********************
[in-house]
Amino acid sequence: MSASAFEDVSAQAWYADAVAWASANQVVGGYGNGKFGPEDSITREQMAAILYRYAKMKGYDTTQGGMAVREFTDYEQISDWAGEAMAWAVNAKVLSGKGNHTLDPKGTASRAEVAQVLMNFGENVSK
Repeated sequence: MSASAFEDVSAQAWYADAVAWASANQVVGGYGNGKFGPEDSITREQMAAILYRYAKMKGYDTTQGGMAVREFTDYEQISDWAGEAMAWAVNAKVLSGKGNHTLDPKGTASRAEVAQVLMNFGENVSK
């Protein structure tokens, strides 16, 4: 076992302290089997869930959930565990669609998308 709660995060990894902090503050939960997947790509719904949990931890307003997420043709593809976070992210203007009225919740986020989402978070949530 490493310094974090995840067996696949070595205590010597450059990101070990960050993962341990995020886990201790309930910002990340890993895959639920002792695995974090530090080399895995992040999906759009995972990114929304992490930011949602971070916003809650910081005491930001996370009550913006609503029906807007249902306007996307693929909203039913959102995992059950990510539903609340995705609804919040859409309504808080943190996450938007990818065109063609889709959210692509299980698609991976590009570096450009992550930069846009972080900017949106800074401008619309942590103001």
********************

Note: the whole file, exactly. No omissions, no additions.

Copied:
[in-house]
Amino acid sequence: MSASAFEDVSAQAWYADAVAWASANQVVGGYGNGKFGPEDSITREQMAAILYRYAKMKGYDTTQGGMAVREFTDYEQISDWAGEAMAWAVNAKVLSGKGNHTLDPKGTASRAEVAQVLMNFGENVSK
Repeated sequence: MSASAFEDVSAQAWYADAVAWASANQVVGGYGNGKFGPEDSITREQMAAILYRYAKMKGYDTTQGGMAVREFTDYEQISDWAGEAMAWAVNAKVLSGKGNHTLDPKGTASRAEVAQVLMNFGENVSK
């Protein structure tokens, strides 16, 4: 076992302290089997869930959930565990669609998308 709660995060990894902090503050939960997947790509719904949990931890307003997420043709593809976070992210203007009225919740986020989402978070949530 490493310094974090995840067996696949070595205590010597450059990101070990960050993962341990995020886990201790309930910002990340890993895959639920002792695995974090530090080399895995992040999906759009995972990114929304992490930011949602971070916003809650910081005491930001996370009550913006609503029906807007249902306007996307693929909203039913959102995992059950990510539903609340995705609804919040859409309504808080943190996450938007990818065109063609889709959210692509299980698609991976590009570096450009992550930069846009972080900017949106800074401008619309942590103001």